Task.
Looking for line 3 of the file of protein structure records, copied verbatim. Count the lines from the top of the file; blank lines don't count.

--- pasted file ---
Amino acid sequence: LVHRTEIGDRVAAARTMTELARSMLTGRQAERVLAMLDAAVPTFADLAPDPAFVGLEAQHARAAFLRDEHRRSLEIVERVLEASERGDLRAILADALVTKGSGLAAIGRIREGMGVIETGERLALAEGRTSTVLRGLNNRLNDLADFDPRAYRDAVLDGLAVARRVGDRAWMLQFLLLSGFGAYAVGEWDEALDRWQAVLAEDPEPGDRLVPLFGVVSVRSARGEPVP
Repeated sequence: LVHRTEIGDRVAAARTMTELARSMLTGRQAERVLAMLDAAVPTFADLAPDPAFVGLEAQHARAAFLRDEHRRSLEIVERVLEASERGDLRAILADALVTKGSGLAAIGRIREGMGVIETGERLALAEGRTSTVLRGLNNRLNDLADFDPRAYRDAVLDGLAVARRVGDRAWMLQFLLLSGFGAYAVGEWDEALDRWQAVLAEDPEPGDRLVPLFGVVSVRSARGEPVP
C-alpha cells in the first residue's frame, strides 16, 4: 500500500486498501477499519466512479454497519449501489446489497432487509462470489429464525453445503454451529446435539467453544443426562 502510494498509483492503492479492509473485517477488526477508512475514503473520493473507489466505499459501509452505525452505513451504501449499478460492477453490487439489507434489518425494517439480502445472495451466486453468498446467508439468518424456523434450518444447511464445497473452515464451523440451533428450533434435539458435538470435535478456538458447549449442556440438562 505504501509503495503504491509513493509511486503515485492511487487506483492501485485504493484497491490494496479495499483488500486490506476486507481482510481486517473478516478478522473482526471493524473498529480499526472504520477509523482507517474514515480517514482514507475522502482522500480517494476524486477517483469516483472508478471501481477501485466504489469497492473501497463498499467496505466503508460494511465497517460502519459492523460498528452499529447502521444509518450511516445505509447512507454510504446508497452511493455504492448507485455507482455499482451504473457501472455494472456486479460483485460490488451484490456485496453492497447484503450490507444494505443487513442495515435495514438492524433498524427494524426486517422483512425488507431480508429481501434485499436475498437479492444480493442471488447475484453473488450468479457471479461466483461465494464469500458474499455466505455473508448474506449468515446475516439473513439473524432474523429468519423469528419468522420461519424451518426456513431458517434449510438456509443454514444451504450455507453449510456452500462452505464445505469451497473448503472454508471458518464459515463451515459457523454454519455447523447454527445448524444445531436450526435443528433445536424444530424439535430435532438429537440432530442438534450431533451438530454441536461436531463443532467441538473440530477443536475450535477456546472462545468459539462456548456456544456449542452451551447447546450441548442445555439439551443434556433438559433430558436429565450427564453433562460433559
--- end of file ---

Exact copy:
C-alpha cells in the first residue's frame, strides 16, 4: 500500500486498501477499519466512479454497519449501489446489497432487509462470489429464525453445503454451529446435539467453544443426562 502510494498509483492503492479492509473485517477488526477508512475514503473520493473507489466505499459501509452505525452505513451504501449499478460492477453490487439489507434489518425494517439480502445472495451466486453468498446467508439468518424456523434450518444447511464445497473452515464451523440451533428450533434435539458435538470435535478456538458447549449442556440438562 505504501509503495503504491509513493509511486503515485492511487487506483492501485485504493484497491490494496479495499483488500486490506476486507481482510481486517473478516478478522473482526471493524473498529480499526472504520477509523482507517474514515480517514482514507475522502482522500480517494476524486477517483469516483472508478471501481477501485466504489469497492473501497463498499467496505466503508460494511465497517460502519459492523460498528452499529447502521444509518450511516445505509447512507454510504446508497452511493455504492448507485455507482455499482451504473457501472455494472456486479460483485460490488451484490456485496453492497447484503450490507444494505443487513442495515435495514438492524433498524427494524426486517422483512425488507431480508429481501434485499436475498437479492444480493442471488447475484453473488450468479457471479461466483461465494464469500458474499455466505455473508448474506449468515446475516439473513439473524432474523429468519423469528419468522420461519424451518426456513431458517434449510438456509443454514444451504450455507453449510456452500462452505464445505469451497473448503472454508471458518464459515463451515459457523454454519455447523447454527445448524444445531436450526435443528433445536424444530424439535430435532438429537440432530442438534450431533451438530454441536461436531463443532467441538473440530477443536475450535477456546472462545468459539462456548456456544456449542452451551447447546450441548442445555439439551443434556433438559433430558436429565450427564453433562460433559